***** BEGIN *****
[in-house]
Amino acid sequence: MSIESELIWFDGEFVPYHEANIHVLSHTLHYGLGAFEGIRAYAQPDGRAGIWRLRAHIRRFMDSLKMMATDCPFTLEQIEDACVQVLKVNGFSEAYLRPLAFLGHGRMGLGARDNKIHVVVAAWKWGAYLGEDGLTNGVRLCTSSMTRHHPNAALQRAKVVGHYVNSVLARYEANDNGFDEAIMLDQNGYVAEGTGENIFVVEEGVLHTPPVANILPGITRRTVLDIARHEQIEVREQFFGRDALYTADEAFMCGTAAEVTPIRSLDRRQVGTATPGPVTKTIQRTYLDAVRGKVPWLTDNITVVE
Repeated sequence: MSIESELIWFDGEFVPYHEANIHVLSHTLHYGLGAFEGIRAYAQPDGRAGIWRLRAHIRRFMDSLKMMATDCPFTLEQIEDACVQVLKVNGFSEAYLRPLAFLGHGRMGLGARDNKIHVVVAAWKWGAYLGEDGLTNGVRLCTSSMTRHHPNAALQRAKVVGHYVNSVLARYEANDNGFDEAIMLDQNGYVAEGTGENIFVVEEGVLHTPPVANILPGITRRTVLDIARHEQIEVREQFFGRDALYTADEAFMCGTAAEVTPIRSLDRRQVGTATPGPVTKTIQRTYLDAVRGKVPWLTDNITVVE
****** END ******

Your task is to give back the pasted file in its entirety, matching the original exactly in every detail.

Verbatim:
[in-house]
Amino acid sequence: MSIESELIWFDGEFVPYHEANIHVLSHTLHYGLGAFEGIRAYAQPDGRAGIWRLRAHIRRFMDSLKMMATDCPFTLEQIEDACVQVLKVNGFSEAYLRPLAFLGHGRMGLGARDNKIHVVVAAWKWGAYLGEDGLTNGVRLCTSSMTRHHPNAALQRAKVVGHYVNSVLARYEANDNGFDEAIMLDQNGYVAEGTGENIFVVEEGVLHTPPVANILPGITRRTVLDIARHEQIEVREQFFGRDALYTADEAFMCGTAAEVTPIRSLDRRQVGTATPGPVTKTIQRTYLDAVRGKVPWLTDNITVVE
Repeated sequence: MSIESELIWFDGEFVPYHEANIHVLSHTLHYGLGAFEGIRAYAQPDGRAGIWRLRAHIRRFMDSLKMMATDCPFTLEQIEDACVQVLKVNGFSEAYLRPLAFLGHGRMGLGARDNKIHVVVAAWKWGAYLGEDGLTNGVRLCTSSMTRHHPNAALQRAKVVGHYVNSVLARYEANDNGFDEAIMLDQNGYVAEGTGENIFVVEEGVLHTPPVANILPGITRRTVLDIARHEQIEVREQFFGRDALYTADEAFMCGTAAEVTPIRSLDRRQVGTATPGPVTKTIQRTYLDAVRGKVPWLTDNITVVE